Accommodation for Near-Vision in LASIK and Cataract Surgery

Accommodation is a function of the eye which has long been overlooked in LASIK and cataract surgery because we just haven’t had the technology to do anything about it. The term accommodation refers to the ability of the eye to change focus from things that are very far away (like when we are driving) to things that are very close up and small (like reading or threading a needle).

If you’ve used a camera before, you have probably been aware of hearing the auto focus feature or noticed the lens move as the camera adjusts to the distance of the main objects in your picture. If it didn’t do so, the picture would appear blurred. Your eye has the same auto focus feature which allows us to keep the main objects in sharp focus regardless of their distance.

However, as we age, the lens in our eye begins to harden and loses this auto focus capability. Eventually, everybody begins to wear reading glasses or bifocals because of this aging effect called presbyopia.

Over the years, people have tried to figure out how to eliminate presbyopia surgically, but there is no perfect way to do so. Only recently have new developments in intraocular implants given us the ability to truly mimic accommodation as it occurs in the youthful eye.


Advancements in cataract surgery

Most notably, the crystalens intraocular implant has been used very successfully in cataract surgery in elderly people. This cataract surgery using the crystalens not only improves the patient’s distance vision by removing the cloudy lens (cataract) but it also gives improved near/reading vision.

The crystalens is a premium lens implant that has the ability to move in a certain way after it is placed inside the eye which is similar to the auto focus of a camera. With careful preoperative measurement, calculation, and planning, this surgery can improve distance vision while reducing the need for reading glasses or bifocals.

When we do LASIK surgery, however, we do not have the ability to implant a new lens inside of the eye. LASIK surgery is done on the cornea which is the outer surface or clear dome shaped structure at the front of your eye. In this case, your normal lens remains intact and if you have reached the age where your lens has stiffened, it will remain so.

I often have patients that want some flexibility in terms of still being able to read after LASIK surgery and we do what we can to maximize their reading without significantly compromising their LASIK outcome for distance vision. Many surgeons do a “monovision” correction on their LASIK patients.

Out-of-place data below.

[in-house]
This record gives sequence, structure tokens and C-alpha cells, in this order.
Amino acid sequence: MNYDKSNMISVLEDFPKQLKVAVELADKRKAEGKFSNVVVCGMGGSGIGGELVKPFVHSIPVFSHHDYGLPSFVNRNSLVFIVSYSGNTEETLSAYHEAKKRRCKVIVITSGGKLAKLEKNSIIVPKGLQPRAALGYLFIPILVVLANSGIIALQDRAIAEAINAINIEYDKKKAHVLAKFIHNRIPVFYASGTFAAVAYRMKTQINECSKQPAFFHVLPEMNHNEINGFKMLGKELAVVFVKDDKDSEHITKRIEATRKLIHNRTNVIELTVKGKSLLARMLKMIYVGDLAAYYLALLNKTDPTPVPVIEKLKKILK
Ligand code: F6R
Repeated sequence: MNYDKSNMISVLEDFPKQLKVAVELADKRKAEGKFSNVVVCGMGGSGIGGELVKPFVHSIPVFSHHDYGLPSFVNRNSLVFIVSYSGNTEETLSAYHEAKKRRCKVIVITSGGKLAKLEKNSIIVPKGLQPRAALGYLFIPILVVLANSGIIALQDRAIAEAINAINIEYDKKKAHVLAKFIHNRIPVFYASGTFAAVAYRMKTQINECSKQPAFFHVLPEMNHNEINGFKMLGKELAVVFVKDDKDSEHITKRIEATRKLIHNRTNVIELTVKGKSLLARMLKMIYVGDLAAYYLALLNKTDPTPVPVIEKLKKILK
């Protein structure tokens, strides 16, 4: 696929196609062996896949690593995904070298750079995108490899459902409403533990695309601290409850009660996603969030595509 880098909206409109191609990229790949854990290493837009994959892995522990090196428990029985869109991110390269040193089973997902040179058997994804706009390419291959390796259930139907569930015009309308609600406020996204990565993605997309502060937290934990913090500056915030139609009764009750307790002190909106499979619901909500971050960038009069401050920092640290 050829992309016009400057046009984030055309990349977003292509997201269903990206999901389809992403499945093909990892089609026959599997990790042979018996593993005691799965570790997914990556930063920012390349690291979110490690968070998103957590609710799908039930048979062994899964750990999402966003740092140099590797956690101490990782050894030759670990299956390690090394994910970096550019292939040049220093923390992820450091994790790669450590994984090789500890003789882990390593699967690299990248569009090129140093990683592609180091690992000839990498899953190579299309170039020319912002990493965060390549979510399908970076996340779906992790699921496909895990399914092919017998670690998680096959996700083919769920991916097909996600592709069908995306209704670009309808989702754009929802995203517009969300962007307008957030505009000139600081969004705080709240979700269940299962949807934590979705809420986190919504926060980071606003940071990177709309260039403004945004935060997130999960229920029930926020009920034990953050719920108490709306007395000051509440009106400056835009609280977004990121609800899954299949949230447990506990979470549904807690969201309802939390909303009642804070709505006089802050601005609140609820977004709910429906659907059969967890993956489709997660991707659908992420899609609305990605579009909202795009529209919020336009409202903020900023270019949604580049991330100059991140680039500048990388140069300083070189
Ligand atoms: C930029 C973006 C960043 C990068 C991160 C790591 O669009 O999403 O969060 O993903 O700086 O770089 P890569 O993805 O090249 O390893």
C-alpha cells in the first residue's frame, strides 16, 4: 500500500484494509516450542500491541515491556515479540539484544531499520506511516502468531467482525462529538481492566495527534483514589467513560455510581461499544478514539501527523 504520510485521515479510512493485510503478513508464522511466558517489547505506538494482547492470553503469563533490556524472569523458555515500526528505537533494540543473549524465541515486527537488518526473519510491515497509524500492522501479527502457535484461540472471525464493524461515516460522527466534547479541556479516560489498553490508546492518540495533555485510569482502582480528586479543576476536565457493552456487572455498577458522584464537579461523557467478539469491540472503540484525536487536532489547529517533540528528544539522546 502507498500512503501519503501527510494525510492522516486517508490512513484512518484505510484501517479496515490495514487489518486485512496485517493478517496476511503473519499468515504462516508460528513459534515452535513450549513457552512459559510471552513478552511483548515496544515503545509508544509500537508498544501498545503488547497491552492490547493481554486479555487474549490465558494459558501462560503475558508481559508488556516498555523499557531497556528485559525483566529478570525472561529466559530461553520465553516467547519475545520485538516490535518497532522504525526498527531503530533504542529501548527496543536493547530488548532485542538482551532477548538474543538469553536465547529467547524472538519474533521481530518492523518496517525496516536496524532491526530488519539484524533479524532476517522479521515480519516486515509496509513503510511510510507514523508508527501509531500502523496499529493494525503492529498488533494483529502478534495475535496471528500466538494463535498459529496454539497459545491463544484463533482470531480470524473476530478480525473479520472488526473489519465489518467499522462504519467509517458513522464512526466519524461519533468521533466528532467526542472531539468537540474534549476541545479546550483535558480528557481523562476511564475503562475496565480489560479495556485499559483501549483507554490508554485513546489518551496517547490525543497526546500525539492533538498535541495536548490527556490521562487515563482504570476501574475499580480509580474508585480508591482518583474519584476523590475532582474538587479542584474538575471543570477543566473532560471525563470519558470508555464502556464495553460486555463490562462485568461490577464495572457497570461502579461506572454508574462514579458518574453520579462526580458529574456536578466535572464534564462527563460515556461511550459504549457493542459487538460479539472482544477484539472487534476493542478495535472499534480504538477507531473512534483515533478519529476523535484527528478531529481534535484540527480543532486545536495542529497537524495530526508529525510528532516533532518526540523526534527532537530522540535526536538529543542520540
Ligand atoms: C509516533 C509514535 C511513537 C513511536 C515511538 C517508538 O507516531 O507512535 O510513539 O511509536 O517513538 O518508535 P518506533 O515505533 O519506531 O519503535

Monovision is the practice of leaving the non-dominant eye nearsighted while fully correcting the dominant eye for distance. The concept goes as far back as the monocle, the one-eyed lenses seen worn in the 19th and early 20th century especially in Germany.

Often, in my opinion, surgeons will overdo the monovision effect and leave the patient too nearsighted. Although, it gives very good reading vision, the large difference between the two eyes often creates problems with depth perception or dizziness.

Also the compromise in distance vision becomes very noticeable to the patient and the brain is not adequately able to fuse or coordinate the different images from the two eyes.

I have had a much higher degree of success using a mini-monovision technique where I leave only a small amount of residual nearsightedness in the non-dominant eye. With this technique, I target good intermediate distance vision rather than close reading/threading-a-needle vision.

The residual correction is probably only -1/2 to -1 diopters at most for these patients. This allows much better distance vision and good intermediate vision and some close reading ability.

In general, in the modern world, most of our close work is done at the computer distance. Mini-monovision accomplishes this goal and reduces confusion between the two eyes or loss of depth perception. Ultimately, my goal is to maximize the patients’ distance vision while giving them the ability to work on a computer, see their cell phone or watch, and read a menu.

More extensive small print reading like sitting down to read the newspaper or a novel would probably require reading glasses. For most people, this set-up eliminates the use of glasses for 90+% of their day.

Surgical options for correction of accommodation have come a long way in recent times and continue to develop. If you have questions about accommodating intraocular lenses for cataract surgery, or about options when considering LASIK surgery, discuss them with your surgeon (not just a technician) prior to proceeding.


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